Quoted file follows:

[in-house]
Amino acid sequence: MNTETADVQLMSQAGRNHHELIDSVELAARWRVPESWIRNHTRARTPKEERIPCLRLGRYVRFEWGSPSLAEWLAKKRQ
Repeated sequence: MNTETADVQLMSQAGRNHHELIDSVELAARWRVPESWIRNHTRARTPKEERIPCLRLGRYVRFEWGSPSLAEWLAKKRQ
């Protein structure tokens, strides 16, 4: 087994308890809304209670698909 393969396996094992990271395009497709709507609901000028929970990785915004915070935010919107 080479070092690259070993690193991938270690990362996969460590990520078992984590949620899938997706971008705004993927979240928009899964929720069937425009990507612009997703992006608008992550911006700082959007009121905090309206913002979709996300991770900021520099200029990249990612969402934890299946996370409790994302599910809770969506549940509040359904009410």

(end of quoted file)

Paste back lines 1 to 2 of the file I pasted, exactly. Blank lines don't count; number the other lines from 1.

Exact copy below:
[in-house]
Amino acid sequence: MNTETADVQLMSQAGRNHHELIDSVELAARWRVPESWIRNHTRARTPKEERIPCLRLGRYVRFEWGSPSLAEWLAKKRQ